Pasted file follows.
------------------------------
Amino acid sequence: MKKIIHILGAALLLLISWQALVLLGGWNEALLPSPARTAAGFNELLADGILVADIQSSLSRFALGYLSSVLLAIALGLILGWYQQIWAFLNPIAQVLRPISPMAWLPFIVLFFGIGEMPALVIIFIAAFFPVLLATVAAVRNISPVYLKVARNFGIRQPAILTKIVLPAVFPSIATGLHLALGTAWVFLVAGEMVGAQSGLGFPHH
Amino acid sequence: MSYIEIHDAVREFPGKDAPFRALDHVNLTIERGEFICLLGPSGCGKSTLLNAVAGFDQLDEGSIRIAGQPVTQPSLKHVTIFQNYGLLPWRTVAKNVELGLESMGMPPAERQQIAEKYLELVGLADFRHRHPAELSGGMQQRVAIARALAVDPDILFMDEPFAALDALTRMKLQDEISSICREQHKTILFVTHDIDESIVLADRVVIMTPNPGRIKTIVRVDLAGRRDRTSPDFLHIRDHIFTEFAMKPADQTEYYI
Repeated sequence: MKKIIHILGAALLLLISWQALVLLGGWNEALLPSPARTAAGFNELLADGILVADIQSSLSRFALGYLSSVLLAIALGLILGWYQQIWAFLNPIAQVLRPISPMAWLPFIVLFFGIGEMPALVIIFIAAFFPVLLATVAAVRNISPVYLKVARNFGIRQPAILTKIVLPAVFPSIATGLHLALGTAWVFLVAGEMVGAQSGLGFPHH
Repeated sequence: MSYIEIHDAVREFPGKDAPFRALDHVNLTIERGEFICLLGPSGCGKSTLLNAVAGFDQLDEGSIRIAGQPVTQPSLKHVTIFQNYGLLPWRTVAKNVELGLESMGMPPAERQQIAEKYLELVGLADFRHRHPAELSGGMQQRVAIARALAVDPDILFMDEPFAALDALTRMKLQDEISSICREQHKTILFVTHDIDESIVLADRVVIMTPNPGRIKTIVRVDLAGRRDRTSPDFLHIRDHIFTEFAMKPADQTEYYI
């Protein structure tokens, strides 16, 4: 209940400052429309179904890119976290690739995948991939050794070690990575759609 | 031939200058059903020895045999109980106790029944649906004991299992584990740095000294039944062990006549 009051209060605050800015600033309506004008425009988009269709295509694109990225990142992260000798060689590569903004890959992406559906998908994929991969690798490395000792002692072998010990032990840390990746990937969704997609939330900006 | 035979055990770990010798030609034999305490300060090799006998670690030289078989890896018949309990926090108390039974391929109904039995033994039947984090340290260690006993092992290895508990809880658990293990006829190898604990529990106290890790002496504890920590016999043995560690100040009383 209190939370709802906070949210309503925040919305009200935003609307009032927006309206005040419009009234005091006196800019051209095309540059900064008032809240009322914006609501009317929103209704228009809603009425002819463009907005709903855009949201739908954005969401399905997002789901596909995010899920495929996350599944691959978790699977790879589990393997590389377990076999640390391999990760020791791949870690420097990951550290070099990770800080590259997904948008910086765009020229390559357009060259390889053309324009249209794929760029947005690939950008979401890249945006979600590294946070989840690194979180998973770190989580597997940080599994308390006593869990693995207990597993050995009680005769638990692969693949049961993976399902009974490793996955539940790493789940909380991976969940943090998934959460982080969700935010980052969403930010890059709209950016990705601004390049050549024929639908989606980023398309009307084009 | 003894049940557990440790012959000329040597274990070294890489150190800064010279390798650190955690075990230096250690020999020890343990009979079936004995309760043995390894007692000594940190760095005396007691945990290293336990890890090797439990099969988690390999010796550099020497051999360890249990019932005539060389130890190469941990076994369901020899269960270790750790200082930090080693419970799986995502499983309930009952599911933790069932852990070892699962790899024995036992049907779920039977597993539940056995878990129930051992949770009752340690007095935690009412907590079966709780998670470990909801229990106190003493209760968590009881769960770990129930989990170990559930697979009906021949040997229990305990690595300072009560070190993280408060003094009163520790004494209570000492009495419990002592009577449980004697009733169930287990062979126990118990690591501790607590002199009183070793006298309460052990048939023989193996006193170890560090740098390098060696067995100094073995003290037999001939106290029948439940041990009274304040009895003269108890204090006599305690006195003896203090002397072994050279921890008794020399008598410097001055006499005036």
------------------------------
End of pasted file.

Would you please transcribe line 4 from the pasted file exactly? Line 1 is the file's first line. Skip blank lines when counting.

Repeated sequence: MSYIEIHDAVREFPGKDAPFRALDHVNLTIERGEFICLLGPSGCGKSTLLNAVAGFDQLDEGSIRIAGQPVTQPSLKHVTIFQNYGLLPWRTVAKNVELGLESMGMPPAERQQIAEKYLELVGLADFRHRHPAELSGGMQQRVAIARALAVDPDILFMDEPFAALDALTRMKLQDEISSICREQHKTILFVTHDIDESIVLADRVVIMTPNPGRIKTIVRVDLAGRRDRTSPDFLHIRDHIFTEFAMKPADQTEYYI